What is Ajax (and what is it not)? Part 1 of 3

Posted in Accessibility, Ajax / Scripting, Resources, Web Standards

AjaxLately I’ve noticed a huge variance in the usage of the term Ajax. So I’ve decided to take some time to explore the topic and share my findings in a few blog posts. In this first post, I’d like to share some info from the original blog post that defined and popularized the new interaction design approach. I’ll include some historical details, various definitions, and even a few technical bits and pieces thrown in for good measure.

In the next post, I’m going to create a development sandbox to jump in and have fun implementing some popular examples in a controlled environment. I’m hoping to create a repository for my own future use as well as document competency in this area of web development. I’m not planning to reinvent the wheel here… there are a ton of great resources already available. I’m going to poke around and see what’s out there and then put together my own simple demos. Admittedly, some of the demos will be true Ajax (according to the original definition) and some will follow the more general purpose definition which I’ll call “animation effects” created with a combination of JavaScript, CSS, and other technologies. There are some great JavaScript frameworks, such as jQuery, Prototype, YUI, and Dojo, that dramatically simplify Ajax (and pseudo-Ajax) development. I’ll include a variety of examples using some of those frameworks as well.

In the last post, I’d like to explore the topic of Ajax accessibility. Is it true that Ajax creates websites that can’t be accessed by people with disabilities? Does Ajax hurt your website’s search engine ranking? Can Ajax be implemented in an accessible way? I’m not completely sure, but I’m hoping to find out! The Web Accessibility Initiative has created a development suite called Accessible Rich Internet Applications (WAI-ARIA) to help with accessible Ajax solutions. I’m really excited about ARIA’s possibilities, so I’ll spend some time exploring it as well.

Before we get into the specifics, let’s go back to the beginning, in early 2005, and examine Ajax’s humble beginnings. As described in Jesse James Garrett‘s original article Ajax: A New Approach to Web Applications, Ajax isn’t a downloadable component, browser plugin, or desktop application add-on. It’s a term used to describe “several technologies, each flourishing in its own right, coming together in powerful new ways.” Originally, Ajax was shorthand for “Asynchronous JavaScript + XML”. Soon after, it became apparent that it doesn’t necessarily need to include XML.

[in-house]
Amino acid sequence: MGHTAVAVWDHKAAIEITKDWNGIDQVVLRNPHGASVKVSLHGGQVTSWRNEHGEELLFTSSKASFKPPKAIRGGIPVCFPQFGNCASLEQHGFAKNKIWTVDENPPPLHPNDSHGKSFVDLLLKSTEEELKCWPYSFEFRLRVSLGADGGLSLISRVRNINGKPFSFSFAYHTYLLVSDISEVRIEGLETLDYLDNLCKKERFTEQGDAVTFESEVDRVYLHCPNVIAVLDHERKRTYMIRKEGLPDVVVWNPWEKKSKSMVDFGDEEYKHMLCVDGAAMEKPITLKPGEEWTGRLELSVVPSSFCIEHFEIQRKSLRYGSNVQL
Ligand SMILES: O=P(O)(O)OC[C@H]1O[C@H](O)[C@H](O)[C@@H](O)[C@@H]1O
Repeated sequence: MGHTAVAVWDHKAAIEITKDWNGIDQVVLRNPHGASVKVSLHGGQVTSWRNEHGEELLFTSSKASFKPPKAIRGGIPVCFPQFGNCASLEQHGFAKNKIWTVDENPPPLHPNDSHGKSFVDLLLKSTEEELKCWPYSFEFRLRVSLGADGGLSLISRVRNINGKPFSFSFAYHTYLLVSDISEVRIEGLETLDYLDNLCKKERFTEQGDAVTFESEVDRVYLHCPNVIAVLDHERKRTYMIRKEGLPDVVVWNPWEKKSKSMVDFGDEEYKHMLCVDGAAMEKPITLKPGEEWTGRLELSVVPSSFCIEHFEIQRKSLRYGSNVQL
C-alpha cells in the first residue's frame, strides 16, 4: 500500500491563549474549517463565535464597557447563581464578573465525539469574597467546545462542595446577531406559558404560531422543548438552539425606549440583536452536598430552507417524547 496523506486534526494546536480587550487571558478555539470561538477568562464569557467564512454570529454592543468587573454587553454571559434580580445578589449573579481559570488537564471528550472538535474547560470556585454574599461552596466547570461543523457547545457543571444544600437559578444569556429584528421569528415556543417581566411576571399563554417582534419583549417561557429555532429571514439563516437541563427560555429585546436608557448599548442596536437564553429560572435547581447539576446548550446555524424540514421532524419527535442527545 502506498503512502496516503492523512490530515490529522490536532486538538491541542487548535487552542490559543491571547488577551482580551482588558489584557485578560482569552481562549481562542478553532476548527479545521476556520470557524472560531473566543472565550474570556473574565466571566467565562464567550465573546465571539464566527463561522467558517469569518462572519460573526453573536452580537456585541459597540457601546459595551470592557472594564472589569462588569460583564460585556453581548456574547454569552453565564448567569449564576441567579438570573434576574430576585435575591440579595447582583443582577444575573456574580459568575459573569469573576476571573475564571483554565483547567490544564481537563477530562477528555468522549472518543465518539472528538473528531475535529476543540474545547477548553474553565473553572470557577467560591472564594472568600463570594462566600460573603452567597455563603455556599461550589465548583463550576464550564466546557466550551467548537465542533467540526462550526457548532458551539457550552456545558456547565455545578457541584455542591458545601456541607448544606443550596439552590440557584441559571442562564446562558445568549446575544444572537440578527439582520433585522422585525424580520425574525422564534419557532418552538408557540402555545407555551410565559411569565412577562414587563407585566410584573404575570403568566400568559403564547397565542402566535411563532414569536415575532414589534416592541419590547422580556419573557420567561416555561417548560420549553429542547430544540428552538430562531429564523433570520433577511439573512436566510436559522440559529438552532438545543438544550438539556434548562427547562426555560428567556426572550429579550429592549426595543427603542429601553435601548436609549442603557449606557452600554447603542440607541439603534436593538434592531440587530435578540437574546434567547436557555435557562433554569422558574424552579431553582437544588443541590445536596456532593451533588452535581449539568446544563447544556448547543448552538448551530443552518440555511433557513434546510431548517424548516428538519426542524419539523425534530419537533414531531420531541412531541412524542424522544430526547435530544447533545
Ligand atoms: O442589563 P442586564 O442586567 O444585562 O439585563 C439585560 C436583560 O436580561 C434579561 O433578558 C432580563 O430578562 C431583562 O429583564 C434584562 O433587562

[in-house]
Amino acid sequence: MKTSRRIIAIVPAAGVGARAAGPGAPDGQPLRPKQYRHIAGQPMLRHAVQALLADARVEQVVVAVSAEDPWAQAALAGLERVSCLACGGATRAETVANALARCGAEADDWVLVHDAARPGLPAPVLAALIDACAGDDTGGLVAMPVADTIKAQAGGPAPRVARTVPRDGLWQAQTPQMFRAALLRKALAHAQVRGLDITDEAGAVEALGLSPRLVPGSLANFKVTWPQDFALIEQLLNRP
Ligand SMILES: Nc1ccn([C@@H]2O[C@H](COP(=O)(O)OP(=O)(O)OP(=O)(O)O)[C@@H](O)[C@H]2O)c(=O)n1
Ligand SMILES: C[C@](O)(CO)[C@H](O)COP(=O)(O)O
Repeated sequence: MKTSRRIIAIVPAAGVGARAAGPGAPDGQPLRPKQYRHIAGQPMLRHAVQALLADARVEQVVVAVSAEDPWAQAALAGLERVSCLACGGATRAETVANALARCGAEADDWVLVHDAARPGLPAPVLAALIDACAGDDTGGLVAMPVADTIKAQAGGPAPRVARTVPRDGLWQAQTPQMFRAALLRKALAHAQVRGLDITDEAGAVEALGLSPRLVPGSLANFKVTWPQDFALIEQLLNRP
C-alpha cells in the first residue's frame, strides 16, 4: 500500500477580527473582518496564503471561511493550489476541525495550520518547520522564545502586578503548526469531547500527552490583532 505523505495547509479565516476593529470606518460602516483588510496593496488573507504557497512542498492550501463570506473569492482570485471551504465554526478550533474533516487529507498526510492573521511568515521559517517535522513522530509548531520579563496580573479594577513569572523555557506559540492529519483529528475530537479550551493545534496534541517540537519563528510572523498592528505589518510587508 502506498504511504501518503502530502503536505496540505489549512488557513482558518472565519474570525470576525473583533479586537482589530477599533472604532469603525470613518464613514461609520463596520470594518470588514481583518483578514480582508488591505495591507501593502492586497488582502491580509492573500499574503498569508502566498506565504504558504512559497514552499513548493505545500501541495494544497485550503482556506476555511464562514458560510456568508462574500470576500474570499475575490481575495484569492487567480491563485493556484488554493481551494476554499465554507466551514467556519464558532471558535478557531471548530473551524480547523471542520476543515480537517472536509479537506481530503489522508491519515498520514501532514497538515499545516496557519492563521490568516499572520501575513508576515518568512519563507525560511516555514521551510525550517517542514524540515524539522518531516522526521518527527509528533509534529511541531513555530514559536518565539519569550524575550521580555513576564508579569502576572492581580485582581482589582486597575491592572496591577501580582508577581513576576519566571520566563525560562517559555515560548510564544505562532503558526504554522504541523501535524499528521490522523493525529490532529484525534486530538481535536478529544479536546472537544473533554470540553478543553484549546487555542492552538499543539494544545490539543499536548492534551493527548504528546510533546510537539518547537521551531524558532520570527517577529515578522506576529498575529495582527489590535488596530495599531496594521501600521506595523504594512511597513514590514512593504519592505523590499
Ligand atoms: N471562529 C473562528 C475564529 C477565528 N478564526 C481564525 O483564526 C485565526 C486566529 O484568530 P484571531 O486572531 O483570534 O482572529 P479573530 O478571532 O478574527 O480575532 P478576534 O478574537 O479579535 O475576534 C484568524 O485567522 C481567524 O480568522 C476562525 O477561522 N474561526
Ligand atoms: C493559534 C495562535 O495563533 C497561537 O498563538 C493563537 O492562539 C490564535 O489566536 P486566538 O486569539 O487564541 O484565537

Ajax includes a few key ingredients:

  • standards-based presentation (XHTML, CSS)
  • dynamic display and interaction (Document Object Model)
  • data interchange and manipulation (XML, XSLT)
  • asynchronous data retrieval (XMLHttpRequest, also called XHR)
  • JavaScript to bring everything together

It’s the fourth item, asynchronous data retrieval, that makes it truly unique and exciting. Here’s an easier way to think about it: “grabbing data from the server and displaying it on the web page without refreshing the browser.” It’s a more seamless approach to present content to the viewer since everything else in the browser window stays put while a small area updates per the viewer’s mouse click or key press. You may have experienced this before without knowing that it used Ajax. Some popular websites that include extensive use of Ajax include Google Maps, Flickr, and Gmail.Using the less strict definition — not including the hidden round trip to the server — you may have seen things like accordion navigation, sortable tables, fading yellow highlights, and photo galleries. They don’t necessarily use Ajax, but I’m including them here since they’re so prevalent in web development today. I think you know what I mean… that ubiquitous “Web 2.0” look and feel on many social networking sites (including the glossy, lickable buttons and child-friendly rounded corners).

I think that’s enough introduction on Ajax for now. In the next post we’ll take a closer look at some individual Ajax elements and how they can be used to enhance a website.